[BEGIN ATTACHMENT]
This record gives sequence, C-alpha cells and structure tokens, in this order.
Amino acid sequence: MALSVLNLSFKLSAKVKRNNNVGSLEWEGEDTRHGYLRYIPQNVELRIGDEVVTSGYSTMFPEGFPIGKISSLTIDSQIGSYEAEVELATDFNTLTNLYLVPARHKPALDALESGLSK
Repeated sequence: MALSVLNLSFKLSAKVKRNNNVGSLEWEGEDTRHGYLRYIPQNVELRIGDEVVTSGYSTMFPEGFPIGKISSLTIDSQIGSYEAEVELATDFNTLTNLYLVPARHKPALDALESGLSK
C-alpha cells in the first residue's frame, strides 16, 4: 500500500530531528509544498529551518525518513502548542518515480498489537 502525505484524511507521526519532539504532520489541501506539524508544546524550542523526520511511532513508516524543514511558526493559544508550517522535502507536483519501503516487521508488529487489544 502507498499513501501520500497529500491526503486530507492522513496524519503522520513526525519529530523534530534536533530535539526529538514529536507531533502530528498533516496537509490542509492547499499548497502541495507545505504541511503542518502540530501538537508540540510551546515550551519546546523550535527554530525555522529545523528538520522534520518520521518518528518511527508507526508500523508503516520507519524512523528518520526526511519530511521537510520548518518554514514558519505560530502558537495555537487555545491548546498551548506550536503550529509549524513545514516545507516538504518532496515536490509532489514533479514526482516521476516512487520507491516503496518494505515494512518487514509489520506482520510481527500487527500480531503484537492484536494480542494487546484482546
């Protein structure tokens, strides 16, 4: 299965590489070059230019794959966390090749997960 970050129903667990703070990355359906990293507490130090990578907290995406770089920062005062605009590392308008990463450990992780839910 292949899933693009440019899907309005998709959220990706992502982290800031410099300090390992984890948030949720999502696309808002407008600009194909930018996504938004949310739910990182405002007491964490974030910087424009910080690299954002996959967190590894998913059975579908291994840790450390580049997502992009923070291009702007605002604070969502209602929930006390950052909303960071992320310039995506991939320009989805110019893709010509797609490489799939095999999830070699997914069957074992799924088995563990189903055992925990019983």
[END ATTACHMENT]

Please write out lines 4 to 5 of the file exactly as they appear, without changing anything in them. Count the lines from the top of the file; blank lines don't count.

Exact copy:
C-alpha cells in the first residue's frame, strides 16, 4: 500500500530531528509544498529551518525518513502548542518515480498489537 502525505484524511507521526519532539504532520489541501506539524508544546524550542523526520511511532513508516524543514511558526493559544508550517522535502507536483519501503516487521508488529487489544 502507498499513501501520500497529500491526503486530507492522513496524519503522520513526525519529530523534530534536533530535539526529538514529536507531533502530528498533516496537509490542509492547499499548497502541495507545505504541511503542518502540530501538537508540540510551546515550551519546546523550535527554530525555522529545523528538520522534520518520521518518528518511527508507526508500523508503516520507519524512523528518520526526511519530511521537510520548518518554514514558519505560530502558537495555537487555545491548546498551548506550536503550529509549524513545514516545507516538504518532496515536490509532489514533479514526482516521476516512487520507491516503496518494505515494512518487514509489520506482520510481527500487527500480531503484537492484536494480542494487546484482546
């Protein structure tokens, strides 16, 4: 299965590489070059230019794959966390090749997960 970050129903667990703070990355359906990293507490130090990578907290995406770089920062005062605009590392308008990463450990992780839910 292949899933693009440019899907309005998709959220990706992502982290800031410099300090390992984890948030949720999502696309808002407008600009194909930018996504938004949310739910990182405002007491964490974030910087424009910080690299954002996959967190590894998913059975579908291994840790450390580049997502992009923070291009702007605002604070969502209602929930006390950052909303960071992320310039995506991939320009989805110019893709010509797609490489799939095999999830070699997914069957074992799924088995563990189903055992925990019983």